quarrel with the method of calculation or the amount of penalty imposed on the
appellants which had already been paid without prejudice to their contentions.
The learned Counsel, however, invited our attention to the orders passed by
this Tribunal in Cabot International Capital Corporation Vs. Adjudicating Officer,
Securities and Exchange Board of
“28. Thus, the following extracted principles are summarized.
“(A) Mens rea is an essential or sine qua non for criminal offence .
“(B) Strait jacket formula of mens rea cannot be blindly followed in each and every case. Scheme of particular statute may be diluted in a given case.
“(C) If, from the scheme, object and words used in the statute, it appears that the proceedings for imposition of the penalty are adjudicatory in nature, in contre-distinction to criminal or quasi criminal proceedings, the determination is of the breach of the civil obligation by the offender. The word “penalty” by itself will not be determinative to conclude the nature of proceedings being criminal or quasi criminal. The relevant considerations being the nature of the functions being discharged by the authority and the determination of the liability of the contravenor and the delinquency.
“(D) Mens rea is not essential element for imposing penalty for breach of civil obligations or liabilities.
“(E) There can be two distinct liabilities, civil and criminal, under same act.
“(F) Even the administrative authority empowered by the Act to ‘adjudicate’ have to act judicially and follow the principles of natural justice, to the extent applicable.
“(G) Though looking to the provisions of the statute, the delinquency of the defaulter may itself expose him to the penalty provision yet despite, that in the statute minimum penalty is prescribed, the authority may refuse to impose penalty for justifiable reasons like the default occurred due to bonafide belief that he was not liable to act in the manner prescribed by the statute or there was too technical or venial breach etc.”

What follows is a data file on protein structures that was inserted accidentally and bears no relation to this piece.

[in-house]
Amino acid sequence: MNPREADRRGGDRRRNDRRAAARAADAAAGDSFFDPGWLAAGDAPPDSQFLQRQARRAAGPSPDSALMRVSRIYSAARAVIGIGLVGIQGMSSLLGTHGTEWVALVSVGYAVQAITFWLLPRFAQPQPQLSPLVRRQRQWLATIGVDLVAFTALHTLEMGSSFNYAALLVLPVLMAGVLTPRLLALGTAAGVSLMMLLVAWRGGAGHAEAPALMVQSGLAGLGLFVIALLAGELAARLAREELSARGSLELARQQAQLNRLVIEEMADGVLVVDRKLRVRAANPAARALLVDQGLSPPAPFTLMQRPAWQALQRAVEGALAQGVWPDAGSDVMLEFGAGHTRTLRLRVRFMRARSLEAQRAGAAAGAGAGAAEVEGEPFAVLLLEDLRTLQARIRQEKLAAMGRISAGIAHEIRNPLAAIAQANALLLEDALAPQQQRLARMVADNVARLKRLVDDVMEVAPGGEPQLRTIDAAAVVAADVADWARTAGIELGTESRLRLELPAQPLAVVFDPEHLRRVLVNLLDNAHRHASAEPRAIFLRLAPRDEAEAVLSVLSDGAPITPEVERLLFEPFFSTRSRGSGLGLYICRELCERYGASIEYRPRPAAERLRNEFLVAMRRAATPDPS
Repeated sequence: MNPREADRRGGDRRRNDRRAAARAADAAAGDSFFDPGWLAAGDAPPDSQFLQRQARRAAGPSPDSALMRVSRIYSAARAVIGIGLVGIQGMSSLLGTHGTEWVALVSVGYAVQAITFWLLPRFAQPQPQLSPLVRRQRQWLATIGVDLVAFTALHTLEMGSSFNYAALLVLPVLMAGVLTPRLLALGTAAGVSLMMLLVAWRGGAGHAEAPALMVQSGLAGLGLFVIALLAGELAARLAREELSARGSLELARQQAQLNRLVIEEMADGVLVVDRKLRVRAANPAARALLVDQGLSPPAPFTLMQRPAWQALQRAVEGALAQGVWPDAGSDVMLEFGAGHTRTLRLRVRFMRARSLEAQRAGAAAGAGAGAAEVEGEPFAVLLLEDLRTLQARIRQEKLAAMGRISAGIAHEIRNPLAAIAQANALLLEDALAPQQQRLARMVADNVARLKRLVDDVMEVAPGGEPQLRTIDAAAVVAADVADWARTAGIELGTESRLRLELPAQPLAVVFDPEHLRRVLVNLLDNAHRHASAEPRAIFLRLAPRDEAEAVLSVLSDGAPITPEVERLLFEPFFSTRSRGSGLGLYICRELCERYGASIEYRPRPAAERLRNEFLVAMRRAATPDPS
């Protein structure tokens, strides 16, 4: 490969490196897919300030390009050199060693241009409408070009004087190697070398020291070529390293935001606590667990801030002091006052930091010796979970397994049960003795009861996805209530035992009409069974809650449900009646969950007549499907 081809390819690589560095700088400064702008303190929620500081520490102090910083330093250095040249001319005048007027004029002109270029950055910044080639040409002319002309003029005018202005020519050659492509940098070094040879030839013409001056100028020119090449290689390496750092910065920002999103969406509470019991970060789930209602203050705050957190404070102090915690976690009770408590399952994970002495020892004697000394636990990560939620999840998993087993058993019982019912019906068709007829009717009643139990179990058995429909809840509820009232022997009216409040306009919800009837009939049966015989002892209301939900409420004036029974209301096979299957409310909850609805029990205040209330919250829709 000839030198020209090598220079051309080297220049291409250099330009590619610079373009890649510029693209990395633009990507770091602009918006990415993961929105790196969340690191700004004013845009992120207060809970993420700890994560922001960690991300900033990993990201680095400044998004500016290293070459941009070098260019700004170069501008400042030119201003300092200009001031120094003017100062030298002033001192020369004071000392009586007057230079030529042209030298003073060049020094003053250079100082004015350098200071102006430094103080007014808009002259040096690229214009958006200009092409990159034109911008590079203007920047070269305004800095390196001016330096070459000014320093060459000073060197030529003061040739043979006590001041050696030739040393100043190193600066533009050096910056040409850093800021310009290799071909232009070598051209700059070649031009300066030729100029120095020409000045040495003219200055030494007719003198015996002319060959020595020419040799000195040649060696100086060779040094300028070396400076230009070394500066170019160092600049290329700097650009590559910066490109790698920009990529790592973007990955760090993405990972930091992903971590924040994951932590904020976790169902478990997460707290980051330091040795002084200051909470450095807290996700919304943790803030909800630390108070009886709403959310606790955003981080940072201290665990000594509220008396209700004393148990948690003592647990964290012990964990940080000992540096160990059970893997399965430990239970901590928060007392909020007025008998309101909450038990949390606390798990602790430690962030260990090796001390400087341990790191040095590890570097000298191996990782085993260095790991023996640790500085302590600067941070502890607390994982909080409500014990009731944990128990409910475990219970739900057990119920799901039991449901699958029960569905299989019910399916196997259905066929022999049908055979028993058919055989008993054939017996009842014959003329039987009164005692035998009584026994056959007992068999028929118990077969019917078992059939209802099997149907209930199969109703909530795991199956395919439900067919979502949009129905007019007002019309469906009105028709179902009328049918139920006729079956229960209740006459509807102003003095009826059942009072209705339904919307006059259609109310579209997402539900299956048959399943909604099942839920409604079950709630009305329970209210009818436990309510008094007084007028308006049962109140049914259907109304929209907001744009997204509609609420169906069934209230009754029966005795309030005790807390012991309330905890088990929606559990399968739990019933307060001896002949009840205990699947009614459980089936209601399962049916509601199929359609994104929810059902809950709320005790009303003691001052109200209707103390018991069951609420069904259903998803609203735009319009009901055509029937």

9. On the basis of these extracted principles the Hon’ble High Court had gone on to examine the question of penalty imposed by the adjudicating authority and upheld the orders of the Tribunal setting aside the order of the adjudicating officer with the following observations:
“33. ……………… Therefore, SAT, cannot be said to have erred in the factual background of the case that the respondents never intended or consciously or deliberately avoided to comply with the obligations under the SEBI Act and the Regulations and the non-filing of the Report in question was a technical and a minor defect or breach based on bonafide belief that respondents were not liable or required to submit the said Report in view of the admitted exemption available under the SEBI Act and the Regulations. In the facts and circumstances of the present case the reversal of the order of the Adjudicating Authority, by the SAT cannot be faulted.”
the light of the Hon’ble High Court’s observations, the issue that we are
required to examine therefore is whether the non-fulfillment of the reporting
obligation by the appellant on November 5, 2001 could have been under the
bonafide belief that Regulation 7 was not applicable to them because of their
having already made the disclosure under Regulation 6 and because their
shareholding had been always above 5% except for a brief period of few months
during 2001. Secondly we are required to examine whether this breach of
Regulation 7 can be considered as technical or a venial breach not amounting to
conduct contumacious. For examining these issues we may have to re-visit the
events that happened in November, 2001 in relation to RIL, GIL and L&T. The
Reliance group is seen to have been buying and selling shares of L&T for
the normal purposes of portfolio management until about
we find it difficult to sustain this version also from the sequence of events
during the relevant period. Regulation 7(2) states that the disclosures mentioned
in Sub-regulation (i) shall be made within 4 days of
the acquisition of shares or voting rights. The shareholding of the appellant
exceeded 5% only on
12. No order as to costs.